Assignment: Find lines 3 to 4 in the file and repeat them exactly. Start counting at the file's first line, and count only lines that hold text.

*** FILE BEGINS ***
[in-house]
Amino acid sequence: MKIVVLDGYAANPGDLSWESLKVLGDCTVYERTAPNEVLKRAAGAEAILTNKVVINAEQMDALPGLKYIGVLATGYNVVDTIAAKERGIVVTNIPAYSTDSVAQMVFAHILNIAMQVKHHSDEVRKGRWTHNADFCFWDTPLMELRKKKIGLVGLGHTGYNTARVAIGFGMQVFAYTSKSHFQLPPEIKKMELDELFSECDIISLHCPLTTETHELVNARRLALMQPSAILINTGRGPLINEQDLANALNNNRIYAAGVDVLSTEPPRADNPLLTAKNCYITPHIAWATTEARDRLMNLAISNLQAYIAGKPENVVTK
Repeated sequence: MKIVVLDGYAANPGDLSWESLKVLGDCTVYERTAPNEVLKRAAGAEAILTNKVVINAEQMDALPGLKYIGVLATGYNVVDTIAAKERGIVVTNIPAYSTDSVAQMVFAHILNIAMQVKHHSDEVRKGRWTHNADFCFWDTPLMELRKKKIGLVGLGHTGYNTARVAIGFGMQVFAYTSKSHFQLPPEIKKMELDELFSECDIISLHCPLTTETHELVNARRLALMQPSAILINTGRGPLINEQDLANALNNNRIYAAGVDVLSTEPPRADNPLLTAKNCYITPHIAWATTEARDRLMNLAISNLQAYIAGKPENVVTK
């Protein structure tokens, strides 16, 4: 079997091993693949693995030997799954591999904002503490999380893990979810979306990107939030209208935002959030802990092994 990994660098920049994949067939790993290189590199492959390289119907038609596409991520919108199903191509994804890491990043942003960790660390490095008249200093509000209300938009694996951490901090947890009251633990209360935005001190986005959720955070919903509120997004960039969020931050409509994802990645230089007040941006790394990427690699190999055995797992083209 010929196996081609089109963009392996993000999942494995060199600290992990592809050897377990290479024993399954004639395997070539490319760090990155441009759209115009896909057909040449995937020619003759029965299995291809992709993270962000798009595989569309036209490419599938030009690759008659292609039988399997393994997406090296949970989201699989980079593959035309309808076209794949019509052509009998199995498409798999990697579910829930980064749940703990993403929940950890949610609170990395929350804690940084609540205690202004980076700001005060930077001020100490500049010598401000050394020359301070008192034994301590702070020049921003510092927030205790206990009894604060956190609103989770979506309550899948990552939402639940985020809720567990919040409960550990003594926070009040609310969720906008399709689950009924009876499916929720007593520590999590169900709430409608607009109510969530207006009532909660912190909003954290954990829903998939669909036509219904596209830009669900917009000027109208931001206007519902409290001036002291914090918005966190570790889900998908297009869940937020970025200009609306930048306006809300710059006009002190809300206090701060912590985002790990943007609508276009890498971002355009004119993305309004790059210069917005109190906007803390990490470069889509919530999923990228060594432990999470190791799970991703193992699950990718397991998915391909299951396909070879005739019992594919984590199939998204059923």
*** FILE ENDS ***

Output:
Repeated sequence: MKIVVLDGYAANPGDLSWESLKVLGDCTVYERTAPNEVLKRAAGAEAILTNKVVINAEQMDALPGLKYIGVLATGYNVVDTIAAKERGIVVTNIPAYSTDSVAQMVFAHILNIAMQVKHHSDEVRKGRWTHNADFCFWDTPLMELRKKKIGLVGLGHTGYNTARVAIGFGMQVFAYTSKSHFQLPPEIKKMELDELFSECDIISLHCPLTTETHELVNARRLALMQPSAILINTGRGPLINEQDLANALNNNRIYAAGVDVLSTEPPRADNPLLTAKNCYITPHIAWATTEARDRLMNLAISNLQAYIAGKPENVVTK
């Protein structure tokens, strides 16, 4: 079997091993693949693995030997799954591999904002503490999380893990979810979306990107939030209208935002959030802990092994 990994660098920049994949067939790993290189590199492959390289119907038609596409991520919108199903191509994804890491990043942003960790660390490095008249200093509000209300938009694996951490901090947890009251633990209360935005001190986005959720955070919903509120997004960039969020931050409509994802990645230089007040941006790394990427690699190999055995797992083209 010929196996081609089109963009392996993000999942494995060199600290992990592809050897377990290479024993399954004639395997070539490319760090990155441009759209115009896909057909040449995937020619003759029965299995291809992709993270962000798009595989569309036209490419599938030009690759008659292609039988399997393994997406090296949970989201699989980079593959035309309808076209794949019509052509009998199995498409798999990697579910829930980064749940703990993403929940950890949610609170990395929350804690940084609540205690202004980076700001005060930077001020100490500049010598401000050394020359301070008192034994301590702070020049921003510092927030205790206990009894604060956190609103989770979506309550899948990552939402639940985020809720567990919040409960550990003594926070009040609310969720906008399709689950009924009876499916929720007593520590999590169900709430409608607009109510969530207006009532909660912190909003954290954990829903998939669909036509219904596209830009669900917009000027109208931001206007519902409290001036002291914090918005966190570790889900998908297009869940937020970025200009609306930048306006809300710059006009002190809300206090701060912590985002790990943007609508276009890498971002355009004119993305309004790059210069917005109190906007803390990490470069889509919530999923990228060594432990999470190791799970991703193992699950990718397991998915391909299951396909070879005739019992594919984590199939998204059923």